Ooops, I see that a year ago I intended to add phototiura to my blogroll, and got distracted . . . never happened til now.  And here was that “bright lights” post almost a year ago;  to see the other two, just type “bright lights” into the search window.

Mimicking a question from “bright lights,”  guess the whereabouts 0f the light below.  Answer at end of post.

Here, within Fort Story, is old Cape Henry light, the FIRST ever public works project of the US federal government;  winning bid went to a New York bricklayer for just over $17,000 dollars.  It took about a year to complete.

After a century of use, it was replaced in 1881 by the new Cape Henry light.

The old Cape Henry light is open

to the public

Here are both lights as seen from the Chesapeake Bridge-Tunnel.  Correct me if I’m missing some alternate explanations, but there were a full dozen bulkers anchored just outside the CBT,  Is this an uncommon economic indicator?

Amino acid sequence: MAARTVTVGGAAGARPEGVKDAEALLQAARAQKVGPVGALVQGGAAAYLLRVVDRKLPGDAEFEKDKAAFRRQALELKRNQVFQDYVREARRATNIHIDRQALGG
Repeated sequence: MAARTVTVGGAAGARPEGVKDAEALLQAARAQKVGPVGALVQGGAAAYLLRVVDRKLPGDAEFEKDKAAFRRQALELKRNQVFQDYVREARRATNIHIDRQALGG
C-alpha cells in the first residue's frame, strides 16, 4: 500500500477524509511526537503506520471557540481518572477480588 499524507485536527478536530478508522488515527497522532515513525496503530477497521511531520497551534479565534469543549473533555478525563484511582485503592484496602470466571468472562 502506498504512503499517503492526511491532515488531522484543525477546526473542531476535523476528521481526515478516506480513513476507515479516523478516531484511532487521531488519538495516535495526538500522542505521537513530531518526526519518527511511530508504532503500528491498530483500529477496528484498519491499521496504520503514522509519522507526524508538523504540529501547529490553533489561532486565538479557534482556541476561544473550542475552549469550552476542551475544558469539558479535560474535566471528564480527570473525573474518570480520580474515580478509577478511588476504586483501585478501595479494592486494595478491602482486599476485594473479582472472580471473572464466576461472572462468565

Cape Charles light, on the opposite side of the mouth of the Chesapeake is a skeleton tower.

Those ponies are fattening themselves on cold salt marsh grass, so the light out beyond the loblolly pines must be the

Assateague light, marking the channel between Assateague and Chincoteague.  By the way, just south of Chincoteague is an island popular for birding and fishing called . . . Assawoman.  Would I kid about that?

I had to foto the caveat at the end of the first paragraph below.  I do respect the honesty.

Benjamin Harrison was president from 1889 until 1893;  I wonder if he launched an investigation of lighthouse effectiveness after the wreck of Despatch.  What has become of past presidential yachts?  Who was the last  president to enjoy an official presidential yacht?

All fotos by Will Van Dorp, whose journey to be smitten by the beauty of other watersheds and ports soon ends. Back to work.

Top lighthouse was Tybee Island Light Station, just east of Savannah.  “Tybee” is the Yuchi word for “salt.”  Hmm.

Anyone have more lighthouse fotos/stories to share?

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